12/28/09

Guest Attempt: Mare's Bûche de Noël (a.k.a. The Yule Log Extravaganza)

I spent this summer in Paris, and ever since, Amelia has been badgering me to do a French attempt. As Christmas drew near, I realized I could not only relive my time in France but also one of my greatest moments of prepubescence: the time in seventh-grade that we had a Buche de Noël contest in French class and my buche WON. (Actually, I may not have won, but I felt like I did.)

So, back at home for the holidays and with the help of my mom, I decided to revisit the infamous Buche de Noël, one of France's most elaborate Christmas traditions. Surely having flashbacks from the first buche she got roped into, Mom kept trying to tempt me with a Bon Appetit "no-bake buche" recipe. But I wasn't in this for me--oh no. This was an Attempt. I knew it was gourmet recipe or nothing. I turned to Saveur whose buche recipe was adapted from one belonging to famed Parisian pastry house Ladurée. It was three pages long, and baking would be the least of it.

Saveur's version:

my version:
Day 1 (yes, this was a two-day affair).
Melt semi-sweet chocolate with butter and cream for the icing. Remove from heat and stir occasionally for four hours. I stirred it a couple of times!That was plenty. I had other, much more complicated things to tackle, such as the filling. I would like to note that this recipe would have been a total failure were I not at Mom's house. Mom really came through with amazing kitchen tools I have yet to/will never acquire such as a candy thermometer, egg separator, sugar duster, and standing mixer.

And despite her pretending to poo-poo complex, multi-day recipes like Saveur's in favor of recipes better suited for the busy woman's lifestyle (like the Bon Appetit no-bake buche), she busted out some extremely advanced kitchen knowledge that proved she's braved these waters before. For example. Several times in the recipe I had to make sugar syrup and heat it to "the softball stage or 236º." I had no idea what softball stage was so I aimed for 236. Suddenly, however, to my great dismay I noted that the temp had shot up to 250. Mom was working hard beating the egg yolks until they were "frothy and pale yellow," at which point I needed to slowly pour in the heated syrup.

Me: "Uh oh, Mom, it's at 250! Should I just wait til it cools off to 236?"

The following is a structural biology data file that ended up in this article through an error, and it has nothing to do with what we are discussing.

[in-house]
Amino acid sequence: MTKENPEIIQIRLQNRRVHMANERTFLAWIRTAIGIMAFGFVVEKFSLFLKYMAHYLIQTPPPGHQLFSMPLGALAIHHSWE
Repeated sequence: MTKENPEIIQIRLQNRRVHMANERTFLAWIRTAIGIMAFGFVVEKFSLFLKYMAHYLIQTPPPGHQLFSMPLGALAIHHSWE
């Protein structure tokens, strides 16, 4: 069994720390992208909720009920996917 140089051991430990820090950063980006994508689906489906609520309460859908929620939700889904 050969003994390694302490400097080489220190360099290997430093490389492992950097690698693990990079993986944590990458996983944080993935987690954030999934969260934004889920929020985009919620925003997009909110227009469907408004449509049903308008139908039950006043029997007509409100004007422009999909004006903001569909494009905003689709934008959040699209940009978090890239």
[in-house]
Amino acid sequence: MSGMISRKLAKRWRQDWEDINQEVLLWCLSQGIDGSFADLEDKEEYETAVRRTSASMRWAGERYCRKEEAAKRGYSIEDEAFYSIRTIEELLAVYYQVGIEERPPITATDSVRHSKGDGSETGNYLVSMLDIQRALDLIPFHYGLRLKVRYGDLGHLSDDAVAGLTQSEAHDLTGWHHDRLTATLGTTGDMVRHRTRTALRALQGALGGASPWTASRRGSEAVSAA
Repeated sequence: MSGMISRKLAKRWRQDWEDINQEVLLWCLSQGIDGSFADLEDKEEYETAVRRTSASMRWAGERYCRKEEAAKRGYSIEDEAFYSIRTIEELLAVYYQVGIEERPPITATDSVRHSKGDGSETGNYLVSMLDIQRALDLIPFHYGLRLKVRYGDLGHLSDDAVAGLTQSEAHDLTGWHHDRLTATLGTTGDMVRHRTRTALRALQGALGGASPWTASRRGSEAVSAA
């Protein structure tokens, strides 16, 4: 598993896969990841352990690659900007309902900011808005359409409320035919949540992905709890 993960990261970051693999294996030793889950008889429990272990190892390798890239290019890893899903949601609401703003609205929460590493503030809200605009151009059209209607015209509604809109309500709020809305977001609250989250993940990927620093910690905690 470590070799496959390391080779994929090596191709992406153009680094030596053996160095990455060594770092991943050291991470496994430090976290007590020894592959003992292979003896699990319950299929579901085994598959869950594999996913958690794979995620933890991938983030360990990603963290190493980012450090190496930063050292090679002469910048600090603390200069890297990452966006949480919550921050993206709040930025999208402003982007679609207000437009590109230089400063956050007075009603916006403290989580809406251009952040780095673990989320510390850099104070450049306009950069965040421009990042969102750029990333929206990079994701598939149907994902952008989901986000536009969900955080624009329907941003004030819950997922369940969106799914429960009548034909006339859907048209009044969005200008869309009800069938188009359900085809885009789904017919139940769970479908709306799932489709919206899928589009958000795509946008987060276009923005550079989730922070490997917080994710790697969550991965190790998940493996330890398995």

Mom: (freaking out) "250?!?!? Aww DAMMIT, Mare, it might be at hardball stage!!"
Me: (incredulous at Mom's expertise) "Wha?? There's a hardball stage? I'm so confused!"

Actually, she never freaked out or said dammit. But she did throw out "hardball stage." If these baseball-themed syrup stages are as baffling to you as they were to me, this will clear it up for you. Who knew? Moving along to Day 2 and the mushroom meringues that Mom could not believe I was actually going to attempt. Long story short, these shrooms were a HUGE SUCCESS! After going through the harrowing softball stage syrup/perfectly beaten egg white business again, piping the meringue from a ziploc bag (Mom's pastry tips went to Goodwill years ago) into caps and stems was the ultimate in mother/daughter fun. After baking and assembling these little guys, the whole family was beginning to pay attention to the buche operation and getting really impressed with my newly discovered pastry chef skillzz.


Baking the flourless cake was the simplest part: it just had to be thin and moist enough to roll into log formation. After spreading on the filling, the family had gathered around for the climax of the whole ordeal: THE ROLLING OF THE BUCHE. With cameras flashing all around me, I prepared for the step which would make or break the entire attempt. Upper left quadrant: I'm rolling. Upper right quadrant: Still rolling.
Voila!

High on my apparent culinary mastery (and my family's awe), decorating the log of yuletide joy was sheer bliss. Chopped off the ends of the beautifully rolled cake, glued 'em on top with icing to look like stumps, frosted the whole thing, arranged the mushrooms, and dusted with powdered sugar snow. A scene of winter woodland harmony, as only the French could recreate in pastry form. Oh yeah, and then we ate it. And if you can believe it, it tasted even better than it looked and was worth every second of labor. Thanks for an excellent recipe, Saveur. And thanks for all your help again, Mom!


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7 comments:

amelia said...

Mary Anne! First of all, congrats to you and your mom! You made a French yule log!!

Second, you had me at bûche. I died at Bon Appetit no-bake bûche and again at the freakishly real-looking mushrooms and once more at the hardball/softball convo.

Third, I love this post.

marsha said...

What an delicious attempt! Please know that I am a mom who has never tackled a 2 day baking task, especially one with a softball stage. Congratulations and Happy Holidays.

symphonious sweets said...

this sounds like so much fun... mother and daughter baking side by side! And your Buche de Noel looks fabulous.

Matt said...

Great attempt Mare! A agree with Amerz -- those mushrooms look amazingly real.

Jodi said...

GORGEOUS!! amazing job, M!!!

David Madeira said...

I'd like to comment from my esteemed position as one of the "eaters of the buche." It was absolutely AWESOME. Aside from being awestruck at the chef hanging in there for 2 days and actually pulling off these crazy culinary tasks, none of us could believe how incredible the end result actually tasted. It was a bit difficult to watch such a work of art actually be cut into and consumed, but once we started eating it, little in the world could stop us.

I, who helped ZERO in this attempt, was honored to eat such a delicious dessert.

sarahwl said...

how fantastic! the mushrooms are the icing on the cake! (haha.. not so funny pun there, i apologize)